Recruiting Employees in Puerto Rico
Are you searching for the ideal candidate to join your organization? Here are some tips for recruiting workers in Puerto Rico.
If you benefit under Act 60 Export Services, be aware that businesses that generate an annual revenue of over $3 million must directly hire at least one full-time employee who is a resident of Puerto Rico. There is no employment requirement if annual revenue is $3 million or less.
Don’t fret, though! Recruiting employees in Puerto Rico is relatively simple, especially with its skilled and highly educated workforce. Keep reading below for tips on recruiting employees on the island.
There are various ways to find the right person for the job, such as by referrals from acquaintances, online job offer boards, via ads or signs, posting on social networks, and through employment agencies.
One easy way to recruit workers is via the internet. The internet is full of job banks that make them ideal recruitment platforms in Puerto Rico. Clasificados Online (online classifieds) has a job section where you can post your company’s job openings. Unfortunately, this site has outdated visuals, and most postings are entirely in Spanish, even though the website is in Spanish and can be translated into English. Regardless, it offers a comprehensive inventory of job openings and, therefore, a great way to recruit employees.
You can also use Indeed and GlassDoor for recruitment purposes, as they have a strong presence on the island. Also, consider some social media platforms for employee recruitment, such as LinkedIn, Facebook, and Instagram. Social media is and will continue to be a valuable tool for organizations to attract new talent and expand their pool of candidates. These platforms are virtually free (besides paid ads) and provide a broader reach. When your job posting is liked and shared, your followers and their followers see the post. Make sure to add hashtags to extend that reach further. Plus, create content that encourages your followers to interact and show interest in joining your company.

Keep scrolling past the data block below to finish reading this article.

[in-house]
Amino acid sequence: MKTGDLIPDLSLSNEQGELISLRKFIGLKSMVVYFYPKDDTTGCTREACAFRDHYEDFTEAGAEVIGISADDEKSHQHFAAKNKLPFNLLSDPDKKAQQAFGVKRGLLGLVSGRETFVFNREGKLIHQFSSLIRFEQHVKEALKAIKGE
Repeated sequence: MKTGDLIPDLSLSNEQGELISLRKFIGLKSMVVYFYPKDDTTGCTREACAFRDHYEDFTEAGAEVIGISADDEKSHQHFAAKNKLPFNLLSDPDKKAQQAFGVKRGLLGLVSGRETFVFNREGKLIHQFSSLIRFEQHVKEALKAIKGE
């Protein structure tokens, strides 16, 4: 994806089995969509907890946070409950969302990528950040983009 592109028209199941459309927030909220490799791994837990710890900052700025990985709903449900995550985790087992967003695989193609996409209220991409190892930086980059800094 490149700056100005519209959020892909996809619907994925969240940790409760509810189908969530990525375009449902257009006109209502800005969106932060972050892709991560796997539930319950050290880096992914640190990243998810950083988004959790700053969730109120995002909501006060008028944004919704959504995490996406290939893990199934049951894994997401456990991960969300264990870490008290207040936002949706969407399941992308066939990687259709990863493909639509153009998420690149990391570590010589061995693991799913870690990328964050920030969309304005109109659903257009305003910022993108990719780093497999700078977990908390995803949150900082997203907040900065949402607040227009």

You should also check out the job bank created by the Puerto Rico Department of Labor. It’s a free online tool where you can create an employer account, search through a network of job seekers looking for employment, and go through their resumes online.
There is also a government-run program, Juvempleo, from the Department of Economic Development and Commerce of PR (DDEC, its Spanish abbreviation). This program offers employment to young adults from the ages of 18-29 years old who are in the last year of their technical, vocational, associate, bachelor’s, master’s, or doctoral degrees. For more information on this program, contact DDEC at email@example.com.
Another option is using employment agencies, as they help fill a number of positions, from administrative to manufacturing. Typically these agencies charge the employee a percentage of their salary on their first year of referral as compensation for the service they provided.
Recruitment requires strategy and detailed planning to succeed. Therefore, no matter where you recruit your employees, here are some tips on making the recruitment process easier.